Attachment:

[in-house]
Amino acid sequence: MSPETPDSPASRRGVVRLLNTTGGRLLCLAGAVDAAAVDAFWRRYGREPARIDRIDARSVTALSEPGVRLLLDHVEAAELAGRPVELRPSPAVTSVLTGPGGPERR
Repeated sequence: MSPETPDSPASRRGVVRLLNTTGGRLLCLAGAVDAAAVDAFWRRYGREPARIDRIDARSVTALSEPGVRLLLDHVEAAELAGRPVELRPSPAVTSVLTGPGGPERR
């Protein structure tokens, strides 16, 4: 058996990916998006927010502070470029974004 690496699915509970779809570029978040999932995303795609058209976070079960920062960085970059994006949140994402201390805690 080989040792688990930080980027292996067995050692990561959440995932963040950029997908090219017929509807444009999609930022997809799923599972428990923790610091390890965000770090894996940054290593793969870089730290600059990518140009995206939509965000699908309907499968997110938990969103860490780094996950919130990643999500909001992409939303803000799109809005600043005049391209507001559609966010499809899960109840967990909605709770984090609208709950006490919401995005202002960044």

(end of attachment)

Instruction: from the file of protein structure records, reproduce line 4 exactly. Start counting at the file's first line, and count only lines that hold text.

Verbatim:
């Protein structure tokens, strides 16, 4: 058996990916998006927010502070470029974004 690496699915509970779809570029978040999932995303795609058209976070079960920062960085970059994006949140994402201390805690 080989040792688990930080980027292996067995050692990561959440995932963040950029997908090219017929509807444009999609930022997809799923599972428990923790610091390890965000770090894996940054290593793969870089730290600059990518140009995206939509965000699908309907499968997110938990969103860490780094996950919130990643999500909001992409939303803000799109809005600043005049391209507001559609966010499809899960109840967990909605709770984090609208709950006490919401995005202002960044």